Mario Draghi was sworn in as Italy’s new prime minister in mid-February. Ever since both the local and international press have been gripped by an irrepressible enthusiasm for the former president of the European Central Bank (ECB).
Recent examples of unbridled “Draghimania” include these articles in The New York Times and Financial Times. The arguments are more or less the same: thanks to Draghi, Italy has gone from being “the EU’s juvenile delinquent” to being “the model European”.
According to his cheerleaders in the press, Draghi is finally spearheading “reforms” that are allegedly “much-needed” by Italy — his “reform plan” recently submitted to Brussels as a condition for accessing the funds from the EU’s much-touted “recovery fund”, the European Recovery and Resilience Facility (RRF), has been extolled by Bloomberg as “a once-in-a-lifetime opportunity [to] modernise a dysfunctional state”.
Draghi is credited for allegedly “shaking up” the EU on its (notoriously slow and chaos-ridden) vaccine rollout, following his decision to seize a shipment of vaccines destined for Australia, which is said to have pushed the European Union into “authoris[ing] even broader and harsher measures to curb exports of Covid-19 vaccines badly needed in Europe”.
He has also been praised for leading the way on fiscal policy in Europe, by announcing “Europe’s biggest stimulus plan”, which is purportedly “helping to drive the bloc more into line with a push across the advanced world to prioritise extraordinary stimulus as the central response by governments to an exceptional economic crisis”.
We are being told that Mario Draghi has single-handedly kickstarted a revolution not only in Italy but across the entire EU. And all in the course of a few months. But do any of these grand claims stand the test of basic scrutiny?
Has Italy lacked “liberalising reforms” in recent decades? No — this is an old trope, particularly popular north of the Alps. The data “shows that Italy introduced liberalising reforms more intensely than most other countries, especially from 1992 on, more than Germany and, especially, France”. Just over the past decade, Italy’s “ease of doing business” ranking, according to the World Bank, has jumped from the 78th to the 58th position, a 20-notch improvement — with no noticeable impact on growth. If anything, the introduction of these reforms, as I explain here, has coincided with the beginning of the stagnation of the Italy’s economy.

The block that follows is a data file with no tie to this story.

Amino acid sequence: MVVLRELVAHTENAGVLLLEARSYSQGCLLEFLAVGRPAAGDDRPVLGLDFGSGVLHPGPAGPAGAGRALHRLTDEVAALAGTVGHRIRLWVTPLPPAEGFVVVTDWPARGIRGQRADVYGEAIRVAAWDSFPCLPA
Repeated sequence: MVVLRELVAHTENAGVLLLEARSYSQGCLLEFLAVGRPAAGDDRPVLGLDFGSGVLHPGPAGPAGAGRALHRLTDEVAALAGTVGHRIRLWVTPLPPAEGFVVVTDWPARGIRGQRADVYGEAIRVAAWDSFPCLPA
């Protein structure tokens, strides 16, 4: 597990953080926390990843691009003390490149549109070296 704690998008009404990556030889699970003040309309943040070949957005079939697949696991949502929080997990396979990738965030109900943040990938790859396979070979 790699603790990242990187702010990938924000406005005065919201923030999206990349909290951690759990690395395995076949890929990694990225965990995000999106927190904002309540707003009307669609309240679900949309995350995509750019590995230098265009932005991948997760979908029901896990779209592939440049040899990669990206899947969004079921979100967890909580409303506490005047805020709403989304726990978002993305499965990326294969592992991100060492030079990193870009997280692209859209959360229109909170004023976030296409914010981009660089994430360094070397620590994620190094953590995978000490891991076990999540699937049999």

As for the notion that Draghi has “shaken up” the EU’s vaccine rollout, it’s not clear what this refers to. The EU continues to lag dramatically behind other advanced (and even many non-advanced) nations in terms of vaccine coverage, and its procurement strategy faces one hurdle after another. Furthermore, regardless of one’s opinion on the issue, the EU has not implemented a vaccine export ban: the latest data shows that the European Union continues to export more vaccines than it administers.
Finally, Draghi’s “massive” stimulus plan, upon closer inspection, is much less impressive that one may think. Draghi has announced that he will push the government’s deficit to 11.8 per cent of GDP. Now, while that may sound like a lot, one should keep in mind that last year’s deficit was 10.8 per cent of GDP. So we are in the presence of a one-per-cent increase in the deficit, at best. This is not much of a stimulus.
Draghi is on track to becoming a Macron 2.0: at the time of his election, the French leader was eulogised by the mainstream media as a great modernising, pro-EU reformer as well; today he has one of the lowest approval ratings in Europe. You can gloss over reality as much as you like, but sooner or later it catches up with you.